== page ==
Project ECHO for Pain Management and Opioid Addiction

Community Health Center, Inc.
Project Period: 
2014
-
2015
Funding Amount:
$393,075
Program Area:
Professional Development
Geographic Area: 
Statewide

Community Health Center, Inc. (CHC) is a private, nonprofit agency that provides primary care, behavioral health, and social services to underserved populations in Connecticut. Through its Weitzman Institute, CHC promotes innovations in quality improvement techniques as well as systems redesign focused on areas that have direct implications on the day-to-day practice of primary care for medically underserved patients.

This project supports the use of Project ECHO in primary care clinics in New Jersey to reduce the over-prescribing of prescription opiates and expand access to buprenorphine, a U.S. Food and Drug Administration-approved medication for the treatment of opiate addiction.

Opiate addiction and overdose is a growing public health crisis for New Jersey and the rest of the nation. In 2011, 1,008 drug-related deaths occurred in New Jersey—a 20 percent increase from 2010. Nearly half the deaths were among people 25 or younger and 337 of them involved oxycodone. Accidental drug and alcohol overdoses have now surpassed motor vehicle crashes as the greatest cause of unintentional death in New Jersey.

Opiates include prescription pain medications, such as Vicodin and Oxycontin, as well as street drugs like heroin. Addiction often begins when individuals with chronic pain receive a prescription for an opiate from their physician, despite the fact that there is no evidence to demonstrate the benefit of such treatment on long-term outcomes for chronic pain. Many of these individuals become dependent on, and then addicted to, the prescribed opiate. In addition, a percentage of those who become addicted will go on to use heroin because it is cheaper and stronger than prescription opiates. According to a 2015 study by the Centers for Disease Control and Prevention, 45% of people nationwide who used heroin also were addicted to prescription opiates.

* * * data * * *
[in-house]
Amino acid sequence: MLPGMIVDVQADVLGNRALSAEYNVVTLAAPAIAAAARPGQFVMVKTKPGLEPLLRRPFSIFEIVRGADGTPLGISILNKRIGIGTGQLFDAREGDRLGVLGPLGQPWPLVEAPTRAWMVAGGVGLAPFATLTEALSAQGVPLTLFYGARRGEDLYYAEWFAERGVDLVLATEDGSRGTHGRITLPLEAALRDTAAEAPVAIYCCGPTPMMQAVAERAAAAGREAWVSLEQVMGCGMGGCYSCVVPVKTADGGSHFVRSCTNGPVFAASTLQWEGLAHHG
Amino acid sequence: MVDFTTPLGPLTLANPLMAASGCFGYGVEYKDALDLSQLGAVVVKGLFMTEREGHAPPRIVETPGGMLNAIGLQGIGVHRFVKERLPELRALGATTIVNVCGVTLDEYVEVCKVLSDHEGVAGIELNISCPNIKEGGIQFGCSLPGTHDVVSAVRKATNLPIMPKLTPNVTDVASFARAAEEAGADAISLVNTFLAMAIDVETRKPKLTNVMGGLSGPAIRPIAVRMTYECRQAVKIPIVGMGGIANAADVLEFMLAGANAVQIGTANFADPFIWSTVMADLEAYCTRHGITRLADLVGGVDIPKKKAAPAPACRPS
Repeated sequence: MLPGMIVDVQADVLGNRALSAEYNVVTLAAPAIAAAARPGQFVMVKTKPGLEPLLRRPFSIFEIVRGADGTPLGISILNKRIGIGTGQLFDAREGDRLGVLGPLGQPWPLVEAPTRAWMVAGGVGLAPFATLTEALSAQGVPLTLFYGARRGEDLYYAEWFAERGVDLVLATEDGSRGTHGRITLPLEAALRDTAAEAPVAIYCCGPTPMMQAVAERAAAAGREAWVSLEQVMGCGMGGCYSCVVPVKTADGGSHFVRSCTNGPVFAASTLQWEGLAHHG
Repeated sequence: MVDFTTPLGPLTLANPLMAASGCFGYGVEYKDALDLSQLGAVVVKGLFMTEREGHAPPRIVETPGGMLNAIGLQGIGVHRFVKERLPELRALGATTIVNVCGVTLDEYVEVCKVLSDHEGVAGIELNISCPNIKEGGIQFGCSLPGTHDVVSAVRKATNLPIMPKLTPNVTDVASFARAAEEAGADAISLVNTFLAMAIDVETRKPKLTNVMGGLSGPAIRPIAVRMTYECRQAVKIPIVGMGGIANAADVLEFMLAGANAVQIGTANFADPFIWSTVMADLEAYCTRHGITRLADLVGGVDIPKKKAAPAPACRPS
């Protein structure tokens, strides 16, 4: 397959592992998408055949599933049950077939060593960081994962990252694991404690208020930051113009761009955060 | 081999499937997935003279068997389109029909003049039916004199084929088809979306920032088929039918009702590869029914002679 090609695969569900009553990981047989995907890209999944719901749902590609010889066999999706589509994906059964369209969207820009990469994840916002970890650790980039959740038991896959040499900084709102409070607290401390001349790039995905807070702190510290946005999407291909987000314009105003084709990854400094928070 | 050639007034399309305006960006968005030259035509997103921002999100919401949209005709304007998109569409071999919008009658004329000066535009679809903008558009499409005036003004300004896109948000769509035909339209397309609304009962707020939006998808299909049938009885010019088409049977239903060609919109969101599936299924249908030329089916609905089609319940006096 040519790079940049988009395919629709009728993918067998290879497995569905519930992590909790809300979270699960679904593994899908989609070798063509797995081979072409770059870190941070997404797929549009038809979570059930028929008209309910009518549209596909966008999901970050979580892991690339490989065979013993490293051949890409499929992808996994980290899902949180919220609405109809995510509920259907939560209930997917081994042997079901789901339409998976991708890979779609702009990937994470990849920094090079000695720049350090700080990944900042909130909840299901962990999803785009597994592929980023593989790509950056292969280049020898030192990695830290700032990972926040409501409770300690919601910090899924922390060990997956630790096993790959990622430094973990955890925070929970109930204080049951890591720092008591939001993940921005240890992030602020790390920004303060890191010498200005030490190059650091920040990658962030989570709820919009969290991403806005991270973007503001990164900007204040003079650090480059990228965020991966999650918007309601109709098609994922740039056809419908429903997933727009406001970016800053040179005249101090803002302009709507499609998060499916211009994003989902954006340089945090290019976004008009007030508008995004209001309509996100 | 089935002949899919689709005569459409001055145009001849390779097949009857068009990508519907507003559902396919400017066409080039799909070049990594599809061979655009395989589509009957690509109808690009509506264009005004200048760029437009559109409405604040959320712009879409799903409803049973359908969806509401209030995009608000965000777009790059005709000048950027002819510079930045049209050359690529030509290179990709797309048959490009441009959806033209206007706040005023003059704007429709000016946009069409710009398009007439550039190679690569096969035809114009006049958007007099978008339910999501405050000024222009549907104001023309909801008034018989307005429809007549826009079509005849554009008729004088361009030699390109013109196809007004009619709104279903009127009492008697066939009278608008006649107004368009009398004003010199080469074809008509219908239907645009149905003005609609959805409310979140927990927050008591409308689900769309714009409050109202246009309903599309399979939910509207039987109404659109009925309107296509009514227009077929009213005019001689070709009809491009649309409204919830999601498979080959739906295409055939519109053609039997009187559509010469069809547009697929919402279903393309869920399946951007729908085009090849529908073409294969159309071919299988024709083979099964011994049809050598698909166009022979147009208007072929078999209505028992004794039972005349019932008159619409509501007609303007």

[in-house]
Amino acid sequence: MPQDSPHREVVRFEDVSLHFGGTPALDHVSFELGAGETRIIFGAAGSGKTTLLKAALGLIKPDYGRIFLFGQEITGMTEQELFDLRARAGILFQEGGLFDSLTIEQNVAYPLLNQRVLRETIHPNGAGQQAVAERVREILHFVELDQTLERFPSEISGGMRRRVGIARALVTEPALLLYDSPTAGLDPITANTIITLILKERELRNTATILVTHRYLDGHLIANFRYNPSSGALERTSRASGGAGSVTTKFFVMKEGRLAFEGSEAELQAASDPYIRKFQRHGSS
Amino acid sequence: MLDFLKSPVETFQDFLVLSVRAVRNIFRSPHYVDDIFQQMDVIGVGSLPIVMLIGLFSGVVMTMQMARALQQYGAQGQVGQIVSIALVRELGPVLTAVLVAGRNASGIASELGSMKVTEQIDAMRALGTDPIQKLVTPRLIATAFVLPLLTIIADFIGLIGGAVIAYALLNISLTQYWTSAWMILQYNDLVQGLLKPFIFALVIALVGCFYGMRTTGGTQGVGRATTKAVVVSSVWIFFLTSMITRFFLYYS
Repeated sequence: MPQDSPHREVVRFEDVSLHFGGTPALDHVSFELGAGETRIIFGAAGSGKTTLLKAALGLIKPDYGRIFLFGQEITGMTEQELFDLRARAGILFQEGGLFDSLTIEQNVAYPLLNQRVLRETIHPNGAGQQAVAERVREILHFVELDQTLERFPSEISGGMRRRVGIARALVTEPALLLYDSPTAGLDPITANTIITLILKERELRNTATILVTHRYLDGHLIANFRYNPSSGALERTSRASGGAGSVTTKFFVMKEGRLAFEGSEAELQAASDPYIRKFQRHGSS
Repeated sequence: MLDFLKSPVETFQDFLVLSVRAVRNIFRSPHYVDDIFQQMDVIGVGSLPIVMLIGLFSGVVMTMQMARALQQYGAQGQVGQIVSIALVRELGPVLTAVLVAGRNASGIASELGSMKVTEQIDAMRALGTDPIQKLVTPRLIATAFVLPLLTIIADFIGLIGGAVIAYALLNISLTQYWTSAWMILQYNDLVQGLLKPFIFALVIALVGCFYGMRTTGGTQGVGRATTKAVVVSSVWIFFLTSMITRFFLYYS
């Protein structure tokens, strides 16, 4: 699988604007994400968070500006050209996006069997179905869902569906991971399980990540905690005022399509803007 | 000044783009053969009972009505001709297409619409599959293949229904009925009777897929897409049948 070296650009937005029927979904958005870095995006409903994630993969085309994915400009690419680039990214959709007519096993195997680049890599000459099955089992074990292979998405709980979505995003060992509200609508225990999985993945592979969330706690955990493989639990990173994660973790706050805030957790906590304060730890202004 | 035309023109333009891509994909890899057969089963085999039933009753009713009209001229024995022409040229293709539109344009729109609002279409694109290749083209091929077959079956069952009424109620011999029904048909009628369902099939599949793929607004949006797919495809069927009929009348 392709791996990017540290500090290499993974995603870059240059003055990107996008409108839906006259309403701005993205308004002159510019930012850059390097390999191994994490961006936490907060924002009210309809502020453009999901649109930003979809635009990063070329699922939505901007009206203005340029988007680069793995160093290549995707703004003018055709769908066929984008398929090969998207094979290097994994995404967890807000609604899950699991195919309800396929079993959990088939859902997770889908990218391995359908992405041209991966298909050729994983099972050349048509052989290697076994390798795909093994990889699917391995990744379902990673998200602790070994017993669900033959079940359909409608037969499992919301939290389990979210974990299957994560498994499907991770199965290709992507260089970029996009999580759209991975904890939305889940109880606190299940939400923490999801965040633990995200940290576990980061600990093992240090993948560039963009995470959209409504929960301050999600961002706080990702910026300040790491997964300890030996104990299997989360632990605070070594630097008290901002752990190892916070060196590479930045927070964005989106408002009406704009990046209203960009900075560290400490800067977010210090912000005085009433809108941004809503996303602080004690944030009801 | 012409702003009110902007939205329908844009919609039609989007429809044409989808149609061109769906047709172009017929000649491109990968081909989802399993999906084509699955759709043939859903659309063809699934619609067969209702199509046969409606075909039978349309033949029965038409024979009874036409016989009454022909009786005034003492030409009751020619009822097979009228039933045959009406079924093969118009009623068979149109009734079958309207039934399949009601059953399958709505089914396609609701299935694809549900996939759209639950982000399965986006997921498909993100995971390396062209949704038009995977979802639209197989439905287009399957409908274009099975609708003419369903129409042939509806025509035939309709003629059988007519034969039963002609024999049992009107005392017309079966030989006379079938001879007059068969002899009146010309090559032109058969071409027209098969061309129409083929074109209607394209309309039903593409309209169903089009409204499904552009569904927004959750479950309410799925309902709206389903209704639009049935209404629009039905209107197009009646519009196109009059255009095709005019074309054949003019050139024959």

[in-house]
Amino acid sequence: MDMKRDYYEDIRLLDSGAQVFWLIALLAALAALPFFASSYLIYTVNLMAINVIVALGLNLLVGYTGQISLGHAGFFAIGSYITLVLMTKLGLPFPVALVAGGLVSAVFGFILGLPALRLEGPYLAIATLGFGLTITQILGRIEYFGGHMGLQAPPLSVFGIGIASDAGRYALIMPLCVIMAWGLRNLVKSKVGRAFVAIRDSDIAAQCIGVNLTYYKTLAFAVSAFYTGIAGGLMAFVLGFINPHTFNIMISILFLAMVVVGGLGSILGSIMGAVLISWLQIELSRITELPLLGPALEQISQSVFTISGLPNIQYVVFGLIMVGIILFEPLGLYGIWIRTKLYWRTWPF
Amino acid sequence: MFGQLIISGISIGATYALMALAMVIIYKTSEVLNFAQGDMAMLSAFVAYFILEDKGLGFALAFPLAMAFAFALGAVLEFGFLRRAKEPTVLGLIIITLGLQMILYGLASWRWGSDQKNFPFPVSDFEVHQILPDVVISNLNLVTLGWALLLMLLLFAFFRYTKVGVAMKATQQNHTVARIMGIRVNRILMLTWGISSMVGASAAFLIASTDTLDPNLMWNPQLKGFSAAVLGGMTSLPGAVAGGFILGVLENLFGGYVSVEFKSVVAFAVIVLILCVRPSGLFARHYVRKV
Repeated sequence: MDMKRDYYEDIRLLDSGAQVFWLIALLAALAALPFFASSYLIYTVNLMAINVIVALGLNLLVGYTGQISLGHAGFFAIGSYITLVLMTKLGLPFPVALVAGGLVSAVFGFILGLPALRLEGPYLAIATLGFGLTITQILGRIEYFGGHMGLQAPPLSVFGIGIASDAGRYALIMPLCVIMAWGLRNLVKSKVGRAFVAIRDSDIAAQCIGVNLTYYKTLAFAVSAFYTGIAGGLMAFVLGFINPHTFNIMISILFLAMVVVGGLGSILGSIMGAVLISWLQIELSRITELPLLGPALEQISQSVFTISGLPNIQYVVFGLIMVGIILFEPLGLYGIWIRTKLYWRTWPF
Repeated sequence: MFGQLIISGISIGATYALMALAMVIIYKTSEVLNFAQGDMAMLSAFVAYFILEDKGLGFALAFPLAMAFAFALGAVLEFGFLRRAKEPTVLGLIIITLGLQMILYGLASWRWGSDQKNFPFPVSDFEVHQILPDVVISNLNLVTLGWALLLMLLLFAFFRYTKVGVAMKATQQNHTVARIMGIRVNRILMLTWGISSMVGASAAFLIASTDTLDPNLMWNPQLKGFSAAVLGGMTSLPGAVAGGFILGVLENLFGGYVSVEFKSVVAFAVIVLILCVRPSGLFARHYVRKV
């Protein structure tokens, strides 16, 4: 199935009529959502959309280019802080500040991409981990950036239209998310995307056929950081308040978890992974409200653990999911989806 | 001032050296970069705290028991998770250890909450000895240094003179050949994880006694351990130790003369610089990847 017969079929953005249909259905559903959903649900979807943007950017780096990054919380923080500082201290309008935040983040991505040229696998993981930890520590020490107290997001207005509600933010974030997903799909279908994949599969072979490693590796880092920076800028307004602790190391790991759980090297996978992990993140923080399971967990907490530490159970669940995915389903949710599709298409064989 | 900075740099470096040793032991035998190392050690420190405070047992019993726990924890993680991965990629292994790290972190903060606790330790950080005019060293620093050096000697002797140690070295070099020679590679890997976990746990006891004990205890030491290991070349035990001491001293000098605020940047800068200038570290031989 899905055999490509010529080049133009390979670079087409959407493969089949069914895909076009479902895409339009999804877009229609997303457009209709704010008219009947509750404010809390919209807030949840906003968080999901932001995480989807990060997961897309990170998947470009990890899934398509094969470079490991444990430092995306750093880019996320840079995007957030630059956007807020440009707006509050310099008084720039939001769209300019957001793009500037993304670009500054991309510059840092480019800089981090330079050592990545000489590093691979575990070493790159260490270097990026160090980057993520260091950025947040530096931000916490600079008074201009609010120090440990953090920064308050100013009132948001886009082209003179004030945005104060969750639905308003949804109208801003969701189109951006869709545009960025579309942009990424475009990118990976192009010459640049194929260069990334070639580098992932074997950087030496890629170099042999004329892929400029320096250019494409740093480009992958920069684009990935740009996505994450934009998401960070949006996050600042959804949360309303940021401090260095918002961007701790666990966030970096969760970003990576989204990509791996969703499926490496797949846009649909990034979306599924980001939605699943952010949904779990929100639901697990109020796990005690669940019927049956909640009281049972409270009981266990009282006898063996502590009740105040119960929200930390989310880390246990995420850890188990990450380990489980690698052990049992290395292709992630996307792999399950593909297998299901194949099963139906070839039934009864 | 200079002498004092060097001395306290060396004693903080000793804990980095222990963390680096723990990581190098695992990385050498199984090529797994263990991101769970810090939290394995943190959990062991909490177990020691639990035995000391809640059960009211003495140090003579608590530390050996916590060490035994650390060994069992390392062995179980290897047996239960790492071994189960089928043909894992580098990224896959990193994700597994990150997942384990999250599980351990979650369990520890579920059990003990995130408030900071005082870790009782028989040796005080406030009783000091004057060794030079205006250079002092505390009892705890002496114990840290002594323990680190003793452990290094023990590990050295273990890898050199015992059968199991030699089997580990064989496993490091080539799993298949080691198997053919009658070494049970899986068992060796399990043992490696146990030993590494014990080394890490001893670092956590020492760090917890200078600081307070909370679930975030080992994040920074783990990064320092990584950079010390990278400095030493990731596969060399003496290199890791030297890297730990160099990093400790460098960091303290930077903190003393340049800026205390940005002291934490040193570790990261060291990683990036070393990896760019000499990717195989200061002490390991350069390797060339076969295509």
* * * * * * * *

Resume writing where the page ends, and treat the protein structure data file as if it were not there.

This project seeks to prevent and treat addiction by using the ECHO model. ECHO uses telecommunications technology and case-based learning to foster mentoring partnerships between specialists and primary care providers. The mentors in this project are specialists in pain management and addiction treatment. In the ECHO sessions, primary care providers and their care teams learn how to appropriately treat patients’ chronic pain and how to adopt state-of-the-art approaches to buprenorphine treatment for patients already addicted to opiates.  

Learn more about Community Health Center.

Additional Coverage



A System to Align N.J. with Obama's Agenda to Combat Opiate Addiction

CHC Hosts Fourteen NJ Health Centers for Conversation on Primary Care Best Practices

Camden Clinic Deploys "Miracle Drug" That Helps Some Conquer Opioid Addiction

As opioid-related deaths continue to rise, should more doctors practice medication - assisted treatment in primary care? 

 

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